Associate professor of economics Charles Steele has run over 1000 miles in numerous 50-mile races, and has now added another 50 miles to the count, but this time with company.
This October, Steele recruited senior Nick Scovil, Lauren Sheard ‘19, Emma McCormick ‘19, and Derek Spiteri, owner of Handmade Deli, to run with him at the Le Grizz Ultramarathon, a 50-mile race in Montana. Steele has finished 19 of his 23 50-milers, and has run a total of 52 “ultras” – races longer than a marathon.
Although this was most of the group’s first time running the Le Grizz Ultramarathon, Steele ran his first Le Grizz ultra in 1983.
“My first ultra changed the way I think of things,” Steele said. “Endurance sports are about being persistent, and distance running emphasizes that, but ultras really emphasize that. Sometimes you don’t succeed at something, but it’s never because you quit.”
In 2010, Steele received the Ten Bears award for finishing 10 Le Grizz Ultramarathons, and he is now working toward completing 20 in order to receive the Chief Ten Bear award.
“As you can imagine, pursuing this has been a long-term goal and project,” Steele said. “It doesn’t have much to do with fame or awards, it’s wanting to do a thing that is really a part of me and has been for most of my life.”
Spiteri had run ultras during quarantine with different Zoom groups, but Le Grizz was his chance to finally run an ultra on an in-person professional course.
“I guess in my typical style, I just dove headfirst into it,” Spiteri said.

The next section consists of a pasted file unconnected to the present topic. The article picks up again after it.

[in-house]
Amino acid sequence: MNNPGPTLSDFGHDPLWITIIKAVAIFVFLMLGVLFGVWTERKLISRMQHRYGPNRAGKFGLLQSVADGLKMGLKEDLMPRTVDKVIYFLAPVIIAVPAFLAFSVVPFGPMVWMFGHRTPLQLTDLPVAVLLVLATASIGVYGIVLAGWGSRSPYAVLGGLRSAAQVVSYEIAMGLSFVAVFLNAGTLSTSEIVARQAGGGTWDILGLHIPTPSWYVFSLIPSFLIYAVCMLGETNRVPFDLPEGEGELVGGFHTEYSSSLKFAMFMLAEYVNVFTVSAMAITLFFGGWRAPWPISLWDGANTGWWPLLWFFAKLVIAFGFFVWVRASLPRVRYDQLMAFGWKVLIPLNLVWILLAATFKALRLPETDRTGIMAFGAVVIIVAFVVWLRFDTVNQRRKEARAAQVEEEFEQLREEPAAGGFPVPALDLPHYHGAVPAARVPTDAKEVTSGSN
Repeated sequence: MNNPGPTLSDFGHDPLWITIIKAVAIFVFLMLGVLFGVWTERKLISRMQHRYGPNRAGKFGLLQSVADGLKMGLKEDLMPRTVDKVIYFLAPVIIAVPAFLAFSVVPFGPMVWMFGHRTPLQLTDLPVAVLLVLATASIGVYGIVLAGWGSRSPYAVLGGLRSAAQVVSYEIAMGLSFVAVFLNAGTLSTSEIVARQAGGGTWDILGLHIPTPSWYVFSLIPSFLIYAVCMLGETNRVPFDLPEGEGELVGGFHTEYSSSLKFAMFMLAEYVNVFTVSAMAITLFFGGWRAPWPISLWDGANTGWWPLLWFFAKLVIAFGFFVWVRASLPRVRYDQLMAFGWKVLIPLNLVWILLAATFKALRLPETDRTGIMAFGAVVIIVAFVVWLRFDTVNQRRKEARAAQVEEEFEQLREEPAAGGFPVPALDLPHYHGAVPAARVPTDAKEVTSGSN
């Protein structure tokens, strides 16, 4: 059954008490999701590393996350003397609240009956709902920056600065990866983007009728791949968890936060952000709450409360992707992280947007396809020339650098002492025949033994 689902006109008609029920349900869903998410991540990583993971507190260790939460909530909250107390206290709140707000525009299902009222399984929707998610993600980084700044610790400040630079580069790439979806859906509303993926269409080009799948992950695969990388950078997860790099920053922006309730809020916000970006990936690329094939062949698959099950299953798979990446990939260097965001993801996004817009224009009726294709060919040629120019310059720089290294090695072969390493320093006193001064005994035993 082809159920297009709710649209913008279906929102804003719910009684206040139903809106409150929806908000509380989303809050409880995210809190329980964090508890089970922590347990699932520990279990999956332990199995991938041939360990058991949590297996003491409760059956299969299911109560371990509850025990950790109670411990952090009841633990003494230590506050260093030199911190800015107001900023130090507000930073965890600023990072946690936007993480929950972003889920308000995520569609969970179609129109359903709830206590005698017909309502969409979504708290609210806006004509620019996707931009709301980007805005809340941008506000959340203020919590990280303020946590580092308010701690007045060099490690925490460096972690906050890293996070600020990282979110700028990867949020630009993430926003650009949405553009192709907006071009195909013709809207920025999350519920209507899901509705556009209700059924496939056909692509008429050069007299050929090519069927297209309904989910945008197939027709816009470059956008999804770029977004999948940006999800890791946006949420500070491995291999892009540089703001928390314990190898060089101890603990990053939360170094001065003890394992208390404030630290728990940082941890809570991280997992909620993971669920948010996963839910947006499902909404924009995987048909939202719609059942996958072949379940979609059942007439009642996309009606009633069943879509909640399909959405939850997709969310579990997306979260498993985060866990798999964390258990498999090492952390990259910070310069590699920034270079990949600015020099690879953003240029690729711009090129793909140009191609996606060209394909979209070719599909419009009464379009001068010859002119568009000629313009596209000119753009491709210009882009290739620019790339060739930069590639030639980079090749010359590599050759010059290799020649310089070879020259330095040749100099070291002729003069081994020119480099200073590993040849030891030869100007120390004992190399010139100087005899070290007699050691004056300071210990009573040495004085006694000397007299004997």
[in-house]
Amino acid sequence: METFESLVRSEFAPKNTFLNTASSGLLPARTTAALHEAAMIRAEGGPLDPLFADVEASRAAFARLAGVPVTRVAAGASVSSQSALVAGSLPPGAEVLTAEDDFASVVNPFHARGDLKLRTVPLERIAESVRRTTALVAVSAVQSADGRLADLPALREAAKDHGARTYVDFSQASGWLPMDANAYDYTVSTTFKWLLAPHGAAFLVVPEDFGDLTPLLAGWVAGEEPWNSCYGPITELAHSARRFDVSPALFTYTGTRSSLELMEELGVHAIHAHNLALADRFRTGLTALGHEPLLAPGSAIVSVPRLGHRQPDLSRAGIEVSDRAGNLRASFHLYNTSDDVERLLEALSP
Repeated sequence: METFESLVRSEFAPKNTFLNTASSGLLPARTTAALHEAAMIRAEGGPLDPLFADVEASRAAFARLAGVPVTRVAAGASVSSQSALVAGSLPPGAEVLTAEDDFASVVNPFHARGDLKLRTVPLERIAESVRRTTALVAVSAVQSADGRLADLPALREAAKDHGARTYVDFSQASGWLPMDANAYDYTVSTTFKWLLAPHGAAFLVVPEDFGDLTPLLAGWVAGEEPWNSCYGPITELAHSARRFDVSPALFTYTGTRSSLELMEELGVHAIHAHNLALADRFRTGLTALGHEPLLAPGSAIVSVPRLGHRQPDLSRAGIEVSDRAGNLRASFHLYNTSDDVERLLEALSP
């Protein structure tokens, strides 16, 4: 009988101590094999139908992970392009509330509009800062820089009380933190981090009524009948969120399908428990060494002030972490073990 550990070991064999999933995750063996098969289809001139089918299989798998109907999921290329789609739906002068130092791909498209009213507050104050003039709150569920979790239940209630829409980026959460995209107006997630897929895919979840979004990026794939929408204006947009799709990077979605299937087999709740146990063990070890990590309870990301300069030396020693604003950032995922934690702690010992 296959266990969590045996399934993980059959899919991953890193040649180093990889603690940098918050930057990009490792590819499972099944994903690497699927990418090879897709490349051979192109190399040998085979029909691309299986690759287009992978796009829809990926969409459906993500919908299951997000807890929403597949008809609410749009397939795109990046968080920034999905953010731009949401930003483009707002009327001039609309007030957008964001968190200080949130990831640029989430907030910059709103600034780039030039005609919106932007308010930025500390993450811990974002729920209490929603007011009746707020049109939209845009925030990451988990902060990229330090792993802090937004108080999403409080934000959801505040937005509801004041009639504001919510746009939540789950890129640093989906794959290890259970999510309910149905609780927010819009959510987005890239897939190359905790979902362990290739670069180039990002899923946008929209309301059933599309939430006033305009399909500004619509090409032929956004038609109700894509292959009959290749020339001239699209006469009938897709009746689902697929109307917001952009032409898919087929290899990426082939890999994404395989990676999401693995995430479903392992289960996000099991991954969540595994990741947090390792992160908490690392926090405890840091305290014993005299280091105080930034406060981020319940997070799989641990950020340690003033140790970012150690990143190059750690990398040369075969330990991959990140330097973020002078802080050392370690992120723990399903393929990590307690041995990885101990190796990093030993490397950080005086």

This race was much harder than Spiteri’s past long-distance running experience because he had to run all 50 miles in a row, compared to the 40-mile races he was doing where he ran four miles every hour with scheduled breaks.
“A lot of people will talk about ultra running as a kind of a metaphor for life,” Spiteri said. “There’s ups and downs and you’re not going to be up the whole time you’re running 50 miles.”
Scovil ran cross country and track in high school and started training for the Le Grizz Ultramarathon in July.
“I always liked running longer distances because for me there was less pressure because you can run slower,” Scovil said. “But this race was an opportunity to do something challenging and unique with old friends in an amazing part of the country.”
Scovil said finding a fun group of people to run with makes a big difference, and this group was no exception.
“Dr. Steele made the comment before the race that if Derek runs half as good as he makes sandwiches, then he should break the course record,” Scovil said.
McCormick placed eighth, Spiteri finished twenty second, Sheard finished thirty fourth, Scovil finished forty seventh, and Steele placed fifty sixth. Steele described the race as “a wild and scenic journey of self-discovery,” much harder than his past 50-milers.
“I was last across the finish line, but who cares?” Steele said. “The goal is to cover 50 miles and do it as well as I can in the conditions I face. Mission accomplished.”
No matter the conditions, Steele reiterated the importance of pressing into the challenge in order to step out stronger on the other side.
“To some extent, the race is about surviving a challenge,” Steele said. “There’s a kind of respect and support ultrarunners have for each other because we all suffer the same things, whether we’re at the front, back, or middle. You have to step outside what is comfortable to pursue something really challenging, even if it’s intimidating. That’s part of why I run ultras.”
Steele plans to continue running his ultras, no matter the distance.
“I’ll do this for as long as I can,” Steele said. “If I die, I have friends who have promised to drag my body or carry my ashes across the finish line.”